University of West Georgia - Chieftain Yearbook (Carrollton, GA)

 - Class of 1928

Page 1 of 52

 

University of West Georgia - Chieftain Yearbook (Carrollton, GA) online yearbook collection, 1928 Edition, Cover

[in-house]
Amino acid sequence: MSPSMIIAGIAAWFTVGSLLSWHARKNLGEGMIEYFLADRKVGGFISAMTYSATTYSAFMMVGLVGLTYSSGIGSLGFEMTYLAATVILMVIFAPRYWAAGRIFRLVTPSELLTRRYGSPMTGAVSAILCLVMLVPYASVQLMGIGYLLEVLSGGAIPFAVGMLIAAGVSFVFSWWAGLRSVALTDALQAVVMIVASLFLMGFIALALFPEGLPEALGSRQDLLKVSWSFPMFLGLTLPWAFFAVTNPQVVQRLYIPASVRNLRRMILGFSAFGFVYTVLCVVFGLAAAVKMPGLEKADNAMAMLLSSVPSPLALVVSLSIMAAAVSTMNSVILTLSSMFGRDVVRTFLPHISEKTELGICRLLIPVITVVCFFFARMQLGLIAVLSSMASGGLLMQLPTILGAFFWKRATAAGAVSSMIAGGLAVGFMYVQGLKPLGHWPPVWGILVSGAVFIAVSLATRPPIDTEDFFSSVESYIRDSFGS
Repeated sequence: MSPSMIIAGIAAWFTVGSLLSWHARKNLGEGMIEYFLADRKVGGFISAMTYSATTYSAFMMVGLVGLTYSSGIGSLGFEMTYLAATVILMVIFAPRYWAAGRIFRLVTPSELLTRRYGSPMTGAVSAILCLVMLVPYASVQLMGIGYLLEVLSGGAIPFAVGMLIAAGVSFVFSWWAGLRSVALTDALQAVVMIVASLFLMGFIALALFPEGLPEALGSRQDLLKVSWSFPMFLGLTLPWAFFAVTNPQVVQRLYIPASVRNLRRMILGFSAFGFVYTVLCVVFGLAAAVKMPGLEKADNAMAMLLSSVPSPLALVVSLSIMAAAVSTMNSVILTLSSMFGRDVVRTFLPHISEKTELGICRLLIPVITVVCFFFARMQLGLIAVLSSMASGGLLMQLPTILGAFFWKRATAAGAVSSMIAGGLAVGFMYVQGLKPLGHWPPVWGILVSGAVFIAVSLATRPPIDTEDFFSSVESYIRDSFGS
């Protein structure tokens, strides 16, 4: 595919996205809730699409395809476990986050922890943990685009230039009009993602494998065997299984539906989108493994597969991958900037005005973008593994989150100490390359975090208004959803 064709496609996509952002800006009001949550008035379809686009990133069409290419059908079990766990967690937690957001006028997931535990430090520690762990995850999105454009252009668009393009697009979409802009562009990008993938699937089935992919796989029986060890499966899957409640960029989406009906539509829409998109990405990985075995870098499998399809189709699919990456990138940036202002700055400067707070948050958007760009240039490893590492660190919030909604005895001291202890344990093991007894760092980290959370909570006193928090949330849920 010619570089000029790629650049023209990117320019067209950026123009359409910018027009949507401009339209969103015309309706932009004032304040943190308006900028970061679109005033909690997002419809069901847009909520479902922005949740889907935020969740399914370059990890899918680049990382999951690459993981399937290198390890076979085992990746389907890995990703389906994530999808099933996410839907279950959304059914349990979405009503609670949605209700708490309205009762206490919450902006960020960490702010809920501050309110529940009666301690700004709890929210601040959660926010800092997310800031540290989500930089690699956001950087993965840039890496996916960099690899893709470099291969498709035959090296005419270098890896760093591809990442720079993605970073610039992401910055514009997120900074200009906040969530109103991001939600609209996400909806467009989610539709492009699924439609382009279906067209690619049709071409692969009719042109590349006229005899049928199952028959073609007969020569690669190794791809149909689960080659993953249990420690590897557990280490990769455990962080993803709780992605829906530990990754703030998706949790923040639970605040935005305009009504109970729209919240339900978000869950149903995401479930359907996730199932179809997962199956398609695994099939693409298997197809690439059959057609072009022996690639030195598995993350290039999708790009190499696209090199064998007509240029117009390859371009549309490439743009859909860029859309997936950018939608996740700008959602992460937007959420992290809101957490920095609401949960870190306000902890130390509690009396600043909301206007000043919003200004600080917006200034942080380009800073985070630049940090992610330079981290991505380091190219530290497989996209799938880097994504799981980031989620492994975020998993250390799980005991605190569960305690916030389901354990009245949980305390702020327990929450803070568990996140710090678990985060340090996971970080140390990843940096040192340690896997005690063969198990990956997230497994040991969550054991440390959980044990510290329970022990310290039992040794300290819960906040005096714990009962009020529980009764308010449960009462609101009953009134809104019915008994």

Cover



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Text from Pages 1 - 52 of the 1928 volume: